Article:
Originally Published: December 24, 2001 6 p.m.
The year just ending was one in which all three of the tri-city communities flexed their boundaries a bit through separate annexation bids.
Over the course of the past year, thousands of acres of undeveloped ranchland and Arizona State Land have been up for grabs among Prescott, Prescott Valley and Chino Valley.
And because the annexation efforts overlapped in places, some sparring occurred among local officials to determine just where the boundaries should be.
Prescott officials started their annexation scramble in April, when they announced that the city had filed annexation petitions to bring about 11.5 square miles of private ranchland northeast of Prescott into city limits. Much of the land under consideration belonged to Granite Dells Ranch and the Point of Rocks Ranch, although several smaller landowners also were involved.
In addition, the city was eyeing another 3.75 square miles of State Trust land.
The annexation was the largest that Prescott had undertaken since the late 1980s, when the city annexed The Ranch and Yavapai Hills.
City officials maintained that the annexation was necessary to protect the Prescott Airport from encroaching development.
After Prescott's announcement, however, Prescott Valley officials reacted first with shock, then outrage.
Despite the ongoing good-faith discussions between the city and town on service boundaries, Prescott Valley Town Manager Tony Mortillaro said Prescott's push for filing the annexation without warning forced town officials to question "the ability to continue any regional dialogue because there was no advance communication about this action."
Adding fuel to the fire, Prescott Valley Mayor Rick Killingsworth pointed out that Prescott wanted the town to give up property that was already part of Prescott Valley.
A public hearing worked little in resolving the dispute, although Prescott Valley officials said they shared the city's concerns regarding protection of the Prescott Airport and Glassford Hill.
The Town of Prescott Valley filed annexation petitions also, and that action started the legal process of taking in areas west of the town limits. Included in the petition were documents showing the alleged legal invalidity of Prescott's proposed annexation.
That led the City of Prescott to file a complaint in Yavapai County Superior Court in May, challenging the validity of Prescott Valley's annexation petition. The complaint maintained that Prescott Valley's annexation bid contained land that the city had already filed for.
The matter never made it to the courtroom, however. After some weeks of negotiations, both sides agreed on an annexation settlement that called for the two communities to withdraw their annexation petitions and re-file new ones with the agreed-upon boundaries.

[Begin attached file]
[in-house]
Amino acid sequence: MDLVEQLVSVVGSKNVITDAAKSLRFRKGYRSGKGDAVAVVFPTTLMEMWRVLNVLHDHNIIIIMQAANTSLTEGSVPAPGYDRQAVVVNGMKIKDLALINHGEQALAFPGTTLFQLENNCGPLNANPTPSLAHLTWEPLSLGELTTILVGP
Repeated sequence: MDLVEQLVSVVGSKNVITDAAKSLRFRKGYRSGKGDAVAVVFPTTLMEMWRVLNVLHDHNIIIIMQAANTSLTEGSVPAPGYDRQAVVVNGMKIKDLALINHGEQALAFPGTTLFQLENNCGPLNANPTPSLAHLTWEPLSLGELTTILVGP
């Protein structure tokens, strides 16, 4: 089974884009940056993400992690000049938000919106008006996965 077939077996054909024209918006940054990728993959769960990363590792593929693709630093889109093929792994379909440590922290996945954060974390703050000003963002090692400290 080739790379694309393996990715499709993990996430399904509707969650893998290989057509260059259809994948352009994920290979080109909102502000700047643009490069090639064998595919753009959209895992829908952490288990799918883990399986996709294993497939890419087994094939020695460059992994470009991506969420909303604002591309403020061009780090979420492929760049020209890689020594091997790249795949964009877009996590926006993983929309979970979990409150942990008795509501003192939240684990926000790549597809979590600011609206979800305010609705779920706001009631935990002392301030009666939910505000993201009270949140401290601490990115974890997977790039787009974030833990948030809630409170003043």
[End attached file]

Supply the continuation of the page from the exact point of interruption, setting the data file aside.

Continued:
For Prescott Valley, the agreement allowed the town to control development of lands adjacent to its subdivision, namely the Granville development on Glassford Hill Road.
Prescott also agreed to reimburse the town for a share of the local match and right-of-way acquisition costs for a portion of the new Rails-to-Trails trail the town is developing.
At year's end, Prescott officials are continuing their discussions with the ranch owners to come up with development agreements that would work out the details of annexation.
And in the meantime, the State Land Selection Board recently OK'd Prescott's bid to annex about 2,200 acres of State Trust Land in the same area. City officials say the two annexations likely would go to the City Council simultaneously.
In Chino Valley, council members voted in February to begin annexation proceedings for 30 sections of land east of the town. At that time, Chino Valley had only 25 sections of land within its borders, so the annexation more than doubled the landmass of the 8,000-person town.
The annexation covers about 30 square miles, or more than 19,000 acres. It extends seven miles east of existing town boundaries and six miles to the north and south. It borders Coyote Springs near Prescott Valley, and brought several large historic ranches into Chino Valley's town limits.
Those ranches include portions of Granite Dells Ranch, Deep Well Ranch, Perkins Ranch and Running W Ranch. The only developed area in the annexation effort was Chino Meadows Unit 5.
The annexation of private property in the area was finalized in October, and the town still is working out the details of annexing six sections of state land within the eastside annexation map.
In May 2000, Chino Valley and the City of Prescott signed an intergovernmental agreement identifying a dividing line for annexation proceedings between the two communities. Chino Valley's annexation brought areas just north of the agreed-upon boundary into Chino Valley's town limits.
In 2000, the town annexed 3,000 acres north of Road 5 North in Chino Valley and approved plans for a master planned community that could double the town's population and add up to 4,000 homes in the Del Rio Springs area. Developers of the Bond Ranch at Del Rio Springs hope to close on the property in February 2002 and begin construction soon afterwards.
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